Photographic Focus: Elk, Bison, Wolf, Coyote
Best Time: Early Morning and Afternoon
An everlasting icon that has come to represent Yellowstone, the Old Faithful Geyser still dazzles visitors with it’s almost hourly propulsion of water over 30 meters into the air. The seemingly timeless geyser might be the soul of the Upper Geyser Basin in which it sits, but the basin’s heart is the Firehole river which cuts through it like a winding spinal cord. Along the rivers banks, one can find the largest concentration and nearly one quarter of all the geysers in the world as well as an extensive network of thermal features and hot springs.
Once it leaves the Upper Geyser Basin at Biscuit Basin, the Firehole river flows north with the Grand Loop Road paralleling the river throughout most of its journey. Right after Biscuit Basin the river crosses an area of rich meadows which often host a good number of Elk. They are best photographed on chilly mornings due to the area becoming shrouded in steam from the surroundings hot springs and the river itself.
The river continues flowing through meadows which give way to sparsely forested sections of lodgepole pines until it makes a very distinct U-turn just before it reaches the Midway Geyser Basin. The basin itself is rather contained but it houses two immense thermal pools of which one is the famous Grand Prismatic Spring.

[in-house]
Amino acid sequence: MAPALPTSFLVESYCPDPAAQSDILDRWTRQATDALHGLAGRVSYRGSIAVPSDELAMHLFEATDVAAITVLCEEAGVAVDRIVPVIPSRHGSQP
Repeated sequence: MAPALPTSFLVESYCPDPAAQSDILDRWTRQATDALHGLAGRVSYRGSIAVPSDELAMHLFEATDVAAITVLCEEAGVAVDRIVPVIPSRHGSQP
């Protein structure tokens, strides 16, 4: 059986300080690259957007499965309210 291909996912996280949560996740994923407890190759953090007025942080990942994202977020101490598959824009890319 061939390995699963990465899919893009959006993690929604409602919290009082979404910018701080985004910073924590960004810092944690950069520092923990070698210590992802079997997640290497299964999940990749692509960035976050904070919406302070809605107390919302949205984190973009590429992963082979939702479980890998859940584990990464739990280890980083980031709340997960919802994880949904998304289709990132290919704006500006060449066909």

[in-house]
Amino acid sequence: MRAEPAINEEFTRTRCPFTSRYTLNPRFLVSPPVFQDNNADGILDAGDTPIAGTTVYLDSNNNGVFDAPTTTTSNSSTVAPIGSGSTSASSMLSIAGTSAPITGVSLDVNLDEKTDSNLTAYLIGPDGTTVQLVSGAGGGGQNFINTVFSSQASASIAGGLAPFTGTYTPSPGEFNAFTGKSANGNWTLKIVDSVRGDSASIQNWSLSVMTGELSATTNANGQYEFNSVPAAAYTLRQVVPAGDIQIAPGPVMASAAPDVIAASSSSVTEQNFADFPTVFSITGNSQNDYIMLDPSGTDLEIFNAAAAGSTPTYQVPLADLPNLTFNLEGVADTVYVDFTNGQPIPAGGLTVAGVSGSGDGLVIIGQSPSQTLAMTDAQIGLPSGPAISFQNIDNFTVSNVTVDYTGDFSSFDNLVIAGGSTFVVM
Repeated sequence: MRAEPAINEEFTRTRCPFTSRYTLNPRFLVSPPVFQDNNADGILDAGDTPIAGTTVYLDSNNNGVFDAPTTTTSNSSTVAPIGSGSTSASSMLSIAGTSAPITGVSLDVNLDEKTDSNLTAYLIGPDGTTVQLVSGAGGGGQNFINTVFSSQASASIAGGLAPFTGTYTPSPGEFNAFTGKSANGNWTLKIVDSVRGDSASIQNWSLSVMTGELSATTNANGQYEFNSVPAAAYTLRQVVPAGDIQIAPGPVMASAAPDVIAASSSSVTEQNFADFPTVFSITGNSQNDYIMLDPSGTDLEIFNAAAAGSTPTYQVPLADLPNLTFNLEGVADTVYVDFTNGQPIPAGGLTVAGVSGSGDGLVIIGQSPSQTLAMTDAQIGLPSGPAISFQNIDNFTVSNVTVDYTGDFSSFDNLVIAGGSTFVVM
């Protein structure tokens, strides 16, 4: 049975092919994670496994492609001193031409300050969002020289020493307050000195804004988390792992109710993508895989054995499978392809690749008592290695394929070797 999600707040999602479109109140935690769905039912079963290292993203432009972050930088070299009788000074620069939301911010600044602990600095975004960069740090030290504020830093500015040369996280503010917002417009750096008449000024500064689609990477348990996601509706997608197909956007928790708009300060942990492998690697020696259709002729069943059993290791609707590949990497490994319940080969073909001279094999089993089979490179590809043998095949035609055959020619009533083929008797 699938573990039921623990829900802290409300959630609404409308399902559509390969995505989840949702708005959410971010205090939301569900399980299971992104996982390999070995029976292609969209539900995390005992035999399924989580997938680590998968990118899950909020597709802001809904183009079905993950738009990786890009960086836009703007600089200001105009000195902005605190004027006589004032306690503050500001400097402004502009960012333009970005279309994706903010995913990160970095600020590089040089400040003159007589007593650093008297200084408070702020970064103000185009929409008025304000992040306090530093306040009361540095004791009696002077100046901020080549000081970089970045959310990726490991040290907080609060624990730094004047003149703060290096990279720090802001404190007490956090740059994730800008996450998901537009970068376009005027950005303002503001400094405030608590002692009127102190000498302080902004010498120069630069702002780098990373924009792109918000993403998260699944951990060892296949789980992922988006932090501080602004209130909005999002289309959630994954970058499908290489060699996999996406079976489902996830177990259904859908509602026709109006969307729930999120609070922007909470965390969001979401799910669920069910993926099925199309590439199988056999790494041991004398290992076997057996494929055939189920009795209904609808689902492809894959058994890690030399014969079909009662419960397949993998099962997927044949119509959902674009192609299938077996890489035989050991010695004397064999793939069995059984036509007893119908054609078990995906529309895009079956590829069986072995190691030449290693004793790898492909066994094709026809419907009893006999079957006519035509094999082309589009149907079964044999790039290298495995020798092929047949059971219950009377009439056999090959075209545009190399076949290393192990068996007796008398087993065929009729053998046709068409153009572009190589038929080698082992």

Further north the landscape begins to flatten into wide meadows known as the fountain flats. This region hosts a multitude of Geyser Basins, but it is the meadows in this region that are of interest to those looking for wildlife. A common sight here are herds of American Bison which are especially photogenic during the early morning hours.
While the area is not known for it’s high density of predators. I have found the meadows of the fountain flats to sometimes yield unlikely surprises, such as Grey Wolves.
The world’s largest wild canid, the iconic Grey Wolf has long been a source of both fear and reverence, inspiring countless tales throughout human history. In appearance, the species can sometimes resemble a large domestic dog, but when seen up close, their long narrow legs, large feet, straight tail and unforgettable eyes make it obvious that they are very much wild. Once exasperated from the entirety of the ecosystem in Yellowstone due to human hunting, the species had been reintroduced in the 1990s when 41 wolves from Northern Montana and Canada were introduced into the park. Since then, their numbers have strengthened and today there are over 100 wolves inside the park and over 500 in the greater Yellowstone Area. Wolves are territorial and the 100 or so wolves found inside the park boundaries are broken down into 11 distinct packs. Each pack controls over an area that varies from 300 to around 500 square kilometers with the size of the area dependent on the number of individuals in the pack along with the food availability and the seasonal changes. The meadows of the Fountain Flats are part of the southern range of the Canyon Wolf Pack whose territory extends all the way to the Mammoth region in the North. They can sometimes be seen here along the tree line, preferring to keep their distance from any would be photographers.